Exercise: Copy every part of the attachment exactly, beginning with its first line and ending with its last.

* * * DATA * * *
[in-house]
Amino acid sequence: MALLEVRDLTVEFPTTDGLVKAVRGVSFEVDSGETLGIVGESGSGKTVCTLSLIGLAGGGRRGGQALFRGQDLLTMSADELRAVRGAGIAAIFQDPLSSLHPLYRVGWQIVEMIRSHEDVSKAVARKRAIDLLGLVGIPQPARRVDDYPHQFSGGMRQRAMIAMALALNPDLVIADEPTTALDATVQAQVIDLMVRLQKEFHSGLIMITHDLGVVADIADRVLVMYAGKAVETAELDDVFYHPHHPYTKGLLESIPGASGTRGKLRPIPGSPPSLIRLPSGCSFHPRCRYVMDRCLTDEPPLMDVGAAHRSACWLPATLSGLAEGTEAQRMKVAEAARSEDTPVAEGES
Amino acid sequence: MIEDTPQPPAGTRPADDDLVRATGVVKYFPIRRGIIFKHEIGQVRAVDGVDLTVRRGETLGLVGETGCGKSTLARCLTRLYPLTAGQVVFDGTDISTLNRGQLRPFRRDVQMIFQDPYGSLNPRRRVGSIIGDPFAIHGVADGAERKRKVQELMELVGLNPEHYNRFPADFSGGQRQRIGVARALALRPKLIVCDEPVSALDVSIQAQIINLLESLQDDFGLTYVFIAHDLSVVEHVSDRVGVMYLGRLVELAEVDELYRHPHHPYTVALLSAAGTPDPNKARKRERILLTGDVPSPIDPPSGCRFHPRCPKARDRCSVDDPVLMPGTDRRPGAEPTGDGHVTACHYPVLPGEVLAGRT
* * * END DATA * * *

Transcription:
[in-house]
Amino acid sequence: MALLEVRDLTVEFPTTDGLVKAVRGVSFEVDSGETLGIVGESGSGKTVCTLSLIGLAGGGRRGGQALFRGQDLLTMSADELRAVRGAGIAAIFQDPLSSLHPLYRVGWQIVEMIRSHEDVSKAVARKRAIDLLGLVGIPQPARRVDDYPHQFSGGMRQRAMIAMALALNPDLVIADEPTTALDATVQAQVIDLMVRLQKEFHSGLIMITHDLGVVADIADRVLVMYAGKAVETAELDDVFYHPHHPYTKGLLESIPGASGTRGKLRPIPGSPPSLIRLPSGCSFHPRCRYVMDRCLTDEPPLMDVGAAHRSACWLPATLSGLAEGTEAQRMKVAEAARSEDTPVAEGES
Amino acid sequence: MIEDTPQPPAGTRPADDDLVRATGVVKYFPIRRGIIFKHEIGQVRAVDGVDLTVRRGETLGLVGETGCGKSTLARCLTRLYPLTAGQVVFDGTDISTLNRGQLRPFRRDVQMIFQDPYGSLNPRRRVGSIIGDPFAIHGVADGAERKRKVQELMELVGLNPEHYNRFPADFSGGQRQRIGVARALALRPKLIVCDEPVSALDVSIQAQIINLLESLQDDFGLTYVFIAHDLSVVEHVSDRVGVMYLGRLVELAEVDELYRHPHHPYTVALLSAAGTPDPNKARKRERILLTGDVPSPIDPPSGCRFHPRCPKARDRCSVDDPVLMPGTDRRPGAEPTGDGHVTACHYPVLPGEVLAGRT